Sunday, 25 May 2014

SenseGrip - Tablet computer with real control knobs

This concept design allows physical controls to be added to any Android 7" tablet pc. This allows easy grip silicone rotary knobs to be used for frequently used features such as volume, scrolling, video position, camera settings,  radio tuning controls etc.
Many of us prefer real physical controls, e.g. photographers, musicians, assisted living applications.  A current 7" tablet pc is like handing a slippery sheet of glass.

 Each rotary control is a digital potentiometer with 1024 bits of resolution, tactile feedback  and is also a push switch.   Physical push switches are also provided, these can be used for power on/off. High power speakers are also included. The device can be used in portrait or landscape mode, the tablet's accelerometer automatically sets this and also the stereo speaker orientation (tablet's speakers or device).   Additional sensors such as local and  remote temperature sensors can be added. The device is clipped onto the tablet computer, automatically detected  and communicates via Bluetooth Low Energy. A USB charger socket  is provided  for the internal battery. Size 200mm x 30mm x 8mm. Powered by ARM microcontroller with Bluetooth. The controls illuminate in the dark.  A silicone grip allows easier hand control for the tablet computer. A tilting hinge is also included. In portrait mode the device can be held in either left or right  hand. Sensors in the hand grip allow for medical sensors in future designs. Tactical feedback can also be provided.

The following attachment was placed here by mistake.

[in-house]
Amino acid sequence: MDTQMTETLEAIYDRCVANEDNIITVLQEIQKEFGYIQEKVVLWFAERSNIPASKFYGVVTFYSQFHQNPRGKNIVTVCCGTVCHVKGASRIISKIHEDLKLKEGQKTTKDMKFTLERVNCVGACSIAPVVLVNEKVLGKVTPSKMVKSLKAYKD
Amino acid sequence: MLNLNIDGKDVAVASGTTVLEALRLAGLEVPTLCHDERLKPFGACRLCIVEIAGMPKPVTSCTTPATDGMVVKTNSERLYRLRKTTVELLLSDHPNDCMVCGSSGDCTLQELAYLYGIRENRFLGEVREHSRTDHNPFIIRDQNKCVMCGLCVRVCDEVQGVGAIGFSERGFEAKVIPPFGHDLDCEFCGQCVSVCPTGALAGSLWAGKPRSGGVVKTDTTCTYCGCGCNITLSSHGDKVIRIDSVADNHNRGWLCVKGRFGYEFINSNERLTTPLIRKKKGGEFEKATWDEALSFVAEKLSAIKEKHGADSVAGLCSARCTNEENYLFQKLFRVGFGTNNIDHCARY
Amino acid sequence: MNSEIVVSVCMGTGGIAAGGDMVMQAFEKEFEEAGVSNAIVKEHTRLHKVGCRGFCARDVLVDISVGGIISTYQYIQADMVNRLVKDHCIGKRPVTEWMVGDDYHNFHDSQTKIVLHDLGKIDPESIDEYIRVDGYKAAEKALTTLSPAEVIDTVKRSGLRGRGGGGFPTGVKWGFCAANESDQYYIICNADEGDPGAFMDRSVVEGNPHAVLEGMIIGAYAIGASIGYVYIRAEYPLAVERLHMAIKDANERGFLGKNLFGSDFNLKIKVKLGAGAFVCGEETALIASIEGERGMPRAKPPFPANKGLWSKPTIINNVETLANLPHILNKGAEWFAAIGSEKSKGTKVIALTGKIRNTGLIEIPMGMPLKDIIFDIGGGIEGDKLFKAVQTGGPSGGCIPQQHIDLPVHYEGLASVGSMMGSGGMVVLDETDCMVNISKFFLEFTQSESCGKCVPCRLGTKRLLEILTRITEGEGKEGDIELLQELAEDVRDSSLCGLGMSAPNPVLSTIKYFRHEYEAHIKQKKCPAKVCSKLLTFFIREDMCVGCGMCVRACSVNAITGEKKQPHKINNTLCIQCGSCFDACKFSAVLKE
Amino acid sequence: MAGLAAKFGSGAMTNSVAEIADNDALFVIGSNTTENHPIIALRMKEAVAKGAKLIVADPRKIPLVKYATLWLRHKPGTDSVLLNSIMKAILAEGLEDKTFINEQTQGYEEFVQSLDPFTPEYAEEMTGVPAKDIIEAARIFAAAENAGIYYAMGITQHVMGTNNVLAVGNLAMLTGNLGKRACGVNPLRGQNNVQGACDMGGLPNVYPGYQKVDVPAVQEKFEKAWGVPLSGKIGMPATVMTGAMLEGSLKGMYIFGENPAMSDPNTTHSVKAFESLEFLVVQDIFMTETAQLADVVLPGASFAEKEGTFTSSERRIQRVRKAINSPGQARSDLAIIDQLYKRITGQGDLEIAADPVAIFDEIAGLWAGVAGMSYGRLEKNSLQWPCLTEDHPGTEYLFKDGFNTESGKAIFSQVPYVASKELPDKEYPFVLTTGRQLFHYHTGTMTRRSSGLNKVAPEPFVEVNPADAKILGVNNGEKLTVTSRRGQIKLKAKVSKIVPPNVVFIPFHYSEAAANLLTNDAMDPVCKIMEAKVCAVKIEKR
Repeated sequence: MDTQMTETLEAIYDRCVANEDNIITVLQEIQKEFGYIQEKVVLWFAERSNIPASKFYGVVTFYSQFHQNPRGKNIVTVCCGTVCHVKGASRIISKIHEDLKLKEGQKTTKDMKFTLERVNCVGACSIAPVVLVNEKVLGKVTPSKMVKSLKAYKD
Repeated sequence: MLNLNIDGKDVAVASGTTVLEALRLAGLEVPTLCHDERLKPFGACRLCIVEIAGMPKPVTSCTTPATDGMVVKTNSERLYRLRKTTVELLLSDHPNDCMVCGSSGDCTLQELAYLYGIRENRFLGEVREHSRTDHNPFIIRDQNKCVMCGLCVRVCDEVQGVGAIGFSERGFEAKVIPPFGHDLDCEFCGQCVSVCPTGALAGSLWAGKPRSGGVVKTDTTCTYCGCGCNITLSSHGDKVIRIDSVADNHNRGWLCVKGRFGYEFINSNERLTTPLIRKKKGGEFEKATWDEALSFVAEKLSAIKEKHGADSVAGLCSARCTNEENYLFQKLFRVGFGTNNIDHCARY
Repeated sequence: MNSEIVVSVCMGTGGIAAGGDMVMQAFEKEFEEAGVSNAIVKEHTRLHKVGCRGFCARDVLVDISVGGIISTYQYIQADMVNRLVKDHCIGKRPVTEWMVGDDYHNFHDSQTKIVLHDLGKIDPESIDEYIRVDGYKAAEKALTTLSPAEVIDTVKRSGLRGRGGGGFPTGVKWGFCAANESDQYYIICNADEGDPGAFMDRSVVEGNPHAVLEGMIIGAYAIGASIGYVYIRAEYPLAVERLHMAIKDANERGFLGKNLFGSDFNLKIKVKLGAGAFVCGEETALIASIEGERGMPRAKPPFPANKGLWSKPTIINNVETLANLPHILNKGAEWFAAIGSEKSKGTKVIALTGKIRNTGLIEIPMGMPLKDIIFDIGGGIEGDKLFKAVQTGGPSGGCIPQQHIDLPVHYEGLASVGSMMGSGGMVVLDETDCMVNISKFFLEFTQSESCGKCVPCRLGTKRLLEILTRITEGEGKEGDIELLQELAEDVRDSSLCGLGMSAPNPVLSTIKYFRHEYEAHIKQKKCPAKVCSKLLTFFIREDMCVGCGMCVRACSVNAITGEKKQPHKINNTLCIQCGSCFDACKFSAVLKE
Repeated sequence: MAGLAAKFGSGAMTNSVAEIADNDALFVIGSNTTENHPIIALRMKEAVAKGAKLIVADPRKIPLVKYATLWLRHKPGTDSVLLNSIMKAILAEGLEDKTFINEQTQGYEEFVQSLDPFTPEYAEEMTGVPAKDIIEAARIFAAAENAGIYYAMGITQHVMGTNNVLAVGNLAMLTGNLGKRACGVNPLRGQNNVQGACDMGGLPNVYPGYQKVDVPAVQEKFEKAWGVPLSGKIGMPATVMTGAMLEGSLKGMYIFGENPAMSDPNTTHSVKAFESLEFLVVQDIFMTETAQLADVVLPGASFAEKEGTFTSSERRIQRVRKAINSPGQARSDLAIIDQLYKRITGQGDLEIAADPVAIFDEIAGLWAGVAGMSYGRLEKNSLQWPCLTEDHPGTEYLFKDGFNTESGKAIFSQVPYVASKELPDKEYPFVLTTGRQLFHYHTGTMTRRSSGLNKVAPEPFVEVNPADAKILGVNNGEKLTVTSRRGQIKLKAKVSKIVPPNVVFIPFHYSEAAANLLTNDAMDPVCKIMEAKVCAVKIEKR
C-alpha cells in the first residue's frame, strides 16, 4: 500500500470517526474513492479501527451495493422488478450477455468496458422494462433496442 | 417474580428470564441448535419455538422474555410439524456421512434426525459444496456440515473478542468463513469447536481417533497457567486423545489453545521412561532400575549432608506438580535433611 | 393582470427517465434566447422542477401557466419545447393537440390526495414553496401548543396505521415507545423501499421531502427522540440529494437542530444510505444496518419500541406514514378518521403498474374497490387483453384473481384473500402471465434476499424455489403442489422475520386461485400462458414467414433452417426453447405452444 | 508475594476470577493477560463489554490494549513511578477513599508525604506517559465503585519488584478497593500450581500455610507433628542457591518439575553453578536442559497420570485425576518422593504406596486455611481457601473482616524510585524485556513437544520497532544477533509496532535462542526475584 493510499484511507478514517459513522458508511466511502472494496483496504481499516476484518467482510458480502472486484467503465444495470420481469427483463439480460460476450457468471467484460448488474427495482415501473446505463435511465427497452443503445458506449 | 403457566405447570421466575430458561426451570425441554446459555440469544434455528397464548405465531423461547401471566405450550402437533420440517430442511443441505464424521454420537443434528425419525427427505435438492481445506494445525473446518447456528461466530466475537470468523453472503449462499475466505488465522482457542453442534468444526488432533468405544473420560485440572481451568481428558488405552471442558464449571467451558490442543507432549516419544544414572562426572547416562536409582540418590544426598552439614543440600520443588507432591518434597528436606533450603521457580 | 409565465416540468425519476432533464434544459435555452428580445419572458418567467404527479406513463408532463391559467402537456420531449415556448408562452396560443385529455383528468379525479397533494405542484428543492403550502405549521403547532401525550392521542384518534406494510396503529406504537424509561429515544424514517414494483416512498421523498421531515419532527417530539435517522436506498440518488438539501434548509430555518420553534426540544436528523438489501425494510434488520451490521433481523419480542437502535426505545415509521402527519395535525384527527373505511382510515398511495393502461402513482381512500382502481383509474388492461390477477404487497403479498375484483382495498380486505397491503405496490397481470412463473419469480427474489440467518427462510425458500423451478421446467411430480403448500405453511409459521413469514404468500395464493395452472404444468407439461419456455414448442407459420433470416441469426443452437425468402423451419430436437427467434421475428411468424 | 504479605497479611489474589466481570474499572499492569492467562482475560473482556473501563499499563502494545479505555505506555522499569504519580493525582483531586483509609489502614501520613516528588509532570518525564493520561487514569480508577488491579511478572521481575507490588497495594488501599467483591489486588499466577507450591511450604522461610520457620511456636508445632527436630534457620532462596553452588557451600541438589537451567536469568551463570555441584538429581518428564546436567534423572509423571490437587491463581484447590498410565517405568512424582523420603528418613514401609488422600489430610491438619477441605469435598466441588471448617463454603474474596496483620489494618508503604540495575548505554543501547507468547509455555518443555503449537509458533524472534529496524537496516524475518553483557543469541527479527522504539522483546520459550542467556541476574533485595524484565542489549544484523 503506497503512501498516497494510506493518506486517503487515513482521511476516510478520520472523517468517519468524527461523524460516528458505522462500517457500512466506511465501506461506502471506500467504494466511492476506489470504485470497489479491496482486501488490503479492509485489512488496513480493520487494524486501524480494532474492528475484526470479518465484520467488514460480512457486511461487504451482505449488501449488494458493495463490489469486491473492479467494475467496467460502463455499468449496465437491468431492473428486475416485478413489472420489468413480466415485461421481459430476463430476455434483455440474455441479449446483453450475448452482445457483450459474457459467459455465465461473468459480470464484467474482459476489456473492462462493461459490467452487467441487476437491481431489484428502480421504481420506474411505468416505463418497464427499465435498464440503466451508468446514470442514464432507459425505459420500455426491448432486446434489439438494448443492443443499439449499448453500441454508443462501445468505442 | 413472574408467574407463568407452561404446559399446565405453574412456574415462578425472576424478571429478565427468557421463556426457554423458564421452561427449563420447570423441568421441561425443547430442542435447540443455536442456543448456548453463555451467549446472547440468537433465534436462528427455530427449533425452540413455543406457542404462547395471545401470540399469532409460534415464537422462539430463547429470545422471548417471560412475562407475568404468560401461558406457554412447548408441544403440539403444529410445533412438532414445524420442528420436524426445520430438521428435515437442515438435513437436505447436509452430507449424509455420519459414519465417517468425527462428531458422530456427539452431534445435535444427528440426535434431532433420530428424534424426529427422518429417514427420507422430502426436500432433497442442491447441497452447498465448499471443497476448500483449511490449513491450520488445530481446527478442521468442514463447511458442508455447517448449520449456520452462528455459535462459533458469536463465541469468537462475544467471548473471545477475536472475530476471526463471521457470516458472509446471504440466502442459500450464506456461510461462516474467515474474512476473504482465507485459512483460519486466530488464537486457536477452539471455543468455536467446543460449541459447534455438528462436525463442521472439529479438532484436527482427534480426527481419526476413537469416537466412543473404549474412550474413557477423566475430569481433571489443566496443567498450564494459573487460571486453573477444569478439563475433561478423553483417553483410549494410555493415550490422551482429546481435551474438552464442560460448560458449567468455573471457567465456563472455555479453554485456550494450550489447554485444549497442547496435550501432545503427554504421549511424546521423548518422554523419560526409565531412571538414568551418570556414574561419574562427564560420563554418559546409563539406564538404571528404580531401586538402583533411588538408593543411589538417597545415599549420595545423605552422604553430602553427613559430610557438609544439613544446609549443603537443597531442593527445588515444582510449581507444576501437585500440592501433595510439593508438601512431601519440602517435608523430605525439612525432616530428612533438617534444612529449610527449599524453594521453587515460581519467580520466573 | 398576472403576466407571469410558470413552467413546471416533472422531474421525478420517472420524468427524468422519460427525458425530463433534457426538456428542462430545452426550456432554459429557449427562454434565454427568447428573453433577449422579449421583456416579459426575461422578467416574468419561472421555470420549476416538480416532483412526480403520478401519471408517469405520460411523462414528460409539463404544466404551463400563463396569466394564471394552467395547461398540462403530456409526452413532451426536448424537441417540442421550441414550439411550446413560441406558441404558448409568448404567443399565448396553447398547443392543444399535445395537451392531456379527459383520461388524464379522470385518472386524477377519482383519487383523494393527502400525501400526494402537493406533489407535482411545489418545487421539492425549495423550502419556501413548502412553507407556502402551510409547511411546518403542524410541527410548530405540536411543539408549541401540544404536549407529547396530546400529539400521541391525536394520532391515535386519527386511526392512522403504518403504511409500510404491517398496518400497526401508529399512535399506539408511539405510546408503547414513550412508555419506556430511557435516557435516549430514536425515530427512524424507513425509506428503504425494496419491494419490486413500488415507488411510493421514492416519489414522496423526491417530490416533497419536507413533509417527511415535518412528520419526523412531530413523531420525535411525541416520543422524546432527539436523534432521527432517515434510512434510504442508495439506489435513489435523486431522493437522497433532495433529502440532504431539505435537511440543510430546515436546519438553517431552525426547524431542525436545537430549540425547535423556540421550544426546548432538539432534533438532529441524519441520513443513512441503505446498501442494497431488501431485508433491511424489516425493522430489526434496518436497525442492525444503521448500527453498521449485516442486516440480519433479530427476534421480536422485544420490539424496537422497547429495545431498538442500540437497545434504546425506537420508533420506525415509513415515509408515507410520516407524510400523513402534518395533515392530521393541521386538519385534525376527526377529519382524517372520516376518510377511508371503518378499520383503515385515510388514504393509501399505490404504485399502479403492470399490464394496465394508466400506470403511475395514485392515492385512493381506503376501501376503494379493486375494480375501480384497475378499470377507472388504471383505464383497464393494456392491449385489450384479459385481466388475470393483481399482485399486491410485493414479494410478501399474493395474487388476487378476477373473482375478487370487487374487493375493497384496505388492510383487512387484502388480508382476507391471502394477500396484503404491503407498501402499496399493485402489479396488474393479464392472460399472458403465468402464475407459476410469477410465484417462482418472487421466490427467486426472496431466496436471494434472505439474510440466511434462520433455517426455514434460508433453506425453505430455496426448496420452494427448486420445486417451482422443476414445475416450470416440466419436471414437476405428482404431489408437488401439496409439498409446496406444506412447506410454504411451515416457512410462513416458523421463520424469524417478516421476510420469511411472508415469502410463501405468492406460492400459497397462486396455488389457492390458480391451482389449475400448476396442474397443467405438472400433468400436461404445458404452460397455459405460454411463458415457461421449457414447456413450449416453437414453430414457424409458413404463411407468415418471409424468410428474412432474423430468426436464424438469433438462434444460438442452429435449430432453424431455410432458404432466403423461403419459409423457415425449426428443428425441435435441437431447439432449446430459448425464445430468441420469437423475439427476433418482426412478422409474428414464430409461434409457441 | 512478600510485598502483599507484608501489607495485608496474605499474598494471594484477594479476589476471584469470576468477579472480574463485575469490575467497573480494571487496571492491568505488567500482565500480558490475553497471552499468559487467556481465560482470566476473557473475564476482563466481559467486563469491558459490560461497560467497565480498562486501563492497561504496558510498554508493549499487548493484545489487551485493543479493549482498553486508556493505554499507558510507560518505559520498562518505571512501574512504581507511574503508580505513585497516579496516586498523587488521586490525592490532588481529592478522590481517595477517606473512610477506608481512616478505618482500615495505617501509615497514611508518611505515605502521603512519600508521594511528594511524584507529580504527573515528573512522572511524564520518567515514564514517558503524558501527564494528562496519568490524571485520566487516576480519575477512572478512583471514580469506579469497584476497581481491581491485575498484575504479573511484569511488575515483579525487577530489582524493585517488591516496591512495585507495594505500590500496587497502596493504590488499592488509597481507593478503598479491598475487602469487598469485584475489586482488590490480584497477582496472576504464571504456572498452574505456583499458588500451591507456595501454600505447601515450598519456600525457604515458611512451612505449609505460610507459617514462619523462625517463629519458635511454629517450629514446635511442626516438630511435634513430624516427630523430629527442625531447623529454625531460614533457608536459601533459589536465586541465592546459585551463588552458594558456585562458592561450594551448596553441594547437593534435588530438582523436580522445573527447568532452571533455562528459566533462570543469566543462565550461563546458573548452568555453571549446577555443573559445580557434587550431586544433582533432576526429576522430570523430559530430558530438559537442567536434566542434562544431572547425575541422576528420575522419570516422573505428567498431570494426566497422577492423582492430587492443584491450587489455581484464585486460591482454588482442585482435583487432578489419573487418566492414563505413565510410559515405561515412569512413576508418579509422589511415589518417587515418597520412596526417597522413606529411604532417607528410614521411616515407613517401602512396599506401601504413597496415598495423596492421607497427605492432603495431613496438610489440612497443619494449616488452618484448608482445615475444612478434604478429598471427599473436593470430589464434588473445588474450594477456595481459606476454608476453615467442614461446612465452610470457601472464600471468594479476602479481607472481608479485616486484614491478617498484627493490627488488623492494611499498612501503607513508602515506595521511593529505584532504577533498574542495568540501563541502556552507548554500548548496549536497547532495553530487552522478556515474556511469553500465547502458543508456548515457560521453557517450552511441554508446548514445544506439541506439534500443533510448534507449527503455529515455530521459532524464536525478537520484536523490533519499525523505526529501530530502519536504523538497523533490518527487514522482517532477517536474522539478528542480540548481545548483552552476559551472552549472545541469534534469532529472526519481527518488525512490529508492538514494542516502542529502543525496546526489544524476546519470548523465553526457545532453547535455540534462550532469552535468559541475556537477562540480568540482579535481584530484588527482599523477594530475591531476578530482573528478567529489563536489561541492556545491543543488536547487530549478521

CAD image of device next to 7" Tablet

The device is also designed  for photographers. 4 physical rotary controls can be assigned:

  • aperture
  • shutter speed
  • zoom
  • manual focus 

a push switch for the shutter
Tilting holder provides trip facilities  for time lapse, webcam  or life logging photos
flash for camera as omitted on some tablets.

There is a device that provides camera buttons for the iPhone but it has dedicated controls for a camera function only, e.g. the Red Pop. There is also an accessory for the iPad to provide easy grip but no controls.

The new device can be created with a 3D printer including the integral control knobs. Their position is detected using a  low cost robust non carbon potentiometer.

This design can be built as a working 3D printed prototype.
Design by Lyndsay Williams, Cambridge
+44 (0) 7970 101578